2. We’re one of the close neighbors of the First Baptist Church. Whenever the pastors and members have opened their doors to the homeless people of our community as a warming shelter, we have never heard nor seen anyone behaving inappropriately. The have been extremely quiet, and almost invisible except when someone is using an ashtray pole located at one corner of the property. It’s here that I must mention that they have been far better neighbors than a great many people who rent the surrounding vacation homes.

  3. Lincoln City is my adopted second home city. No matter where I roam it holds a special place in my heart and memories. I am so sad that it, like so many cities is plagued with the homeless dilemma. I hope the citizens and city gov’t will step up and work to find solutions. I’m shocked that this hasn’t been the case up until now(?). I shouldn’t be, it is near on impossible for the low paid workers to find a place to live. The city businesses rely on them so much but don’t come together to solve the issue. I think if businesses, citizens and govt got together they could solve or at least alleviate much of this issue. Build or refurbish a bldg to use as a dormitory for low income workers. Maybe do the same for the homeless working with churches, businesses, private citizens and the govt to help bring dignity to people’s lives.
    You might look to Vancouver, WA for an example. We haven’t solved everything but with Share, council of churches, council for the homeless, business associations, Veterans advisory board, other nonprofit organization and the Clark county govt the issues are being addressed.
    I wish the beach communities the best in this fight and in the future. I would help the community if there is such a fund or way to contribute.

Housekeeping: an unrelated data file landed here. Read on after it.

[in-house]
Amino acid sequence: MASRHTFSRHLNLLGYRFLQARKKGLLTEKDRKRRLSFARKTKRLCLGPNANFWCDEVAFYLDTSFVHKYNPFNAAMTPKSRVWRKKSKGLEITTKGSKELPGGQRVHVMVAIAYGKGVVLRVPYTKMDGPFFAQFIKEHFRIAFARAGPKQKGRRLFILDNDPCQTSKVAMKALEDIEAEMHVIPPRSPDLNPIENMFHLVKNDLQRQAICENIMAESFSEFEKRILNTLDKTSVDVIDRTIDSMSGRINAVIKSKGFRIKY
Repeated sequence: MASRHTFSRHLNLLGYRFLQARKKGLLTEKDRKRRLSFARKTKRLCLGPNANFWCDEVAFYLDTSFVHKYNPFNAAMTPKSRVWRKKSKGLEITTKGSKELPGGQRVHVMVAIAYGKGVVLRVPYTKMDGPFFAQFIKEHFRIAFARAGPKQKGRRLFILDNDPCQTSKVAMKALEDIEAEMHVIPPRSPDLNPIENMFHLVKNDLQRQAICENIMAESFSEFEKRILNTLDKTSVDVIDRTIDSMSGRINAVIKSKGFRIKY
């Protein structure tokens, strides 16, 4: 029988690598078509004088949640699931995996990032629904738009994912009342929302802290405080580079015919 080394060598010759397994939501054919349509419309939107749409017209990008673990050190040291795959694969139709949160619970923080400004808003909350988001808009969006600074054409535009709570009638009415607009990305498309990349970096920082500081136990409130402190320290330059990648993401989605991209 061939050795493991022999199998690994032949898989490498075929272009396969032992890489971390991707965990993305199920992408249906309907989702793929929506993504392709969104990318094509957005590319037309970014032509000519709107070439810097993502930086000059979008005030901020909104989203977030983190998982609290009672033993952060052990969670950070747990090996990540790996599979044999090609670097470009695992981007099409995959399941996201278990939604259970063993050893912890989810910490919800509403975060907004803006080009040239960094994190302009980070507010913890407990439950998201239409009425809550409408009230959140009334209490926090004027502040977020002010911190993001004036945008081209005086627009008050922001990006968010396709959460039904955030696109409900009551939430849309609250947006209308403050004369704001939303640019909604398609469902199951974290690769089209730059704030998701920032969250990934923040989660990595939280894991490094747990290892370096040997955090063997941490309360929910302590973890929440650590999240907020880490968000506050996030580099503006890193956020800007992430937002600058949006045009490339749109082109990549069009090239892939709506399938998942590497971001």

4. Unfortunately many of the homeless population here in Lincoln County are also mentally ill and have severe chemical dependency’s that preclude them from enacting with most of society in a “normal” way. Whatever that really means. I have interacted with a lot of unfortunates in my time working in the Correctional field supervising a work crew in both Oregon and Washington states. I can tell you honestly that most of them are not dangerous to others and are actually on any given night much more likely to be victimized than you or I. Most of them don’t know how to get out of the boat their in sadly and very few programs out there actually help in that regard. Thank God for the churches and organizations , and regular, “normal “ folks step up and help out in the right circumstances. I don’t have all the answers to this huge, complex problem in our world but recognizing these basic truths is a big start. I myself as a teen was one of Portland Oregon’s late 70s homeless kids. Living under the burnside bridge. Eating out of garbage cans in old town and riding metro all night if bus driver was cool. My dilemma was derived from completely different circumstances, my parents divorced and I thought at 15 I could take care of myself. Ha! Anyway maybe, just maybe, those circumstances weren’t that different after all!!!

  5. It’s going be druggies. Just bus them to sale and let Brown deal with them. Better yet ship them to California. A coastal beach community is not a place to shelter these people. We pay big money to live here, while they get a free ride. Time to abandon Lincoln city since the city has abandoned tax payers.

  6. What does the city really do except turn a blind eye? And yes, most have drug problems. But they are still human beings worthy of empathy. Peace to all.

  7. R.B. and Dick Anderson both seem to be of the opinion that as the City Charter doesn’t explicitly mention the City improving the general welfare of all residents that the city can’t do it.

    I found no reference in the charter to a public library, and yet we have one. In fact, the charter (as opposed to the code) is pretty vague about what the city can and can’t do.

    We can argue about who pays more in taxes and whether that should give more or less representation, but I want to live in a society where everyone is taken care of to at least a certain minimum extent.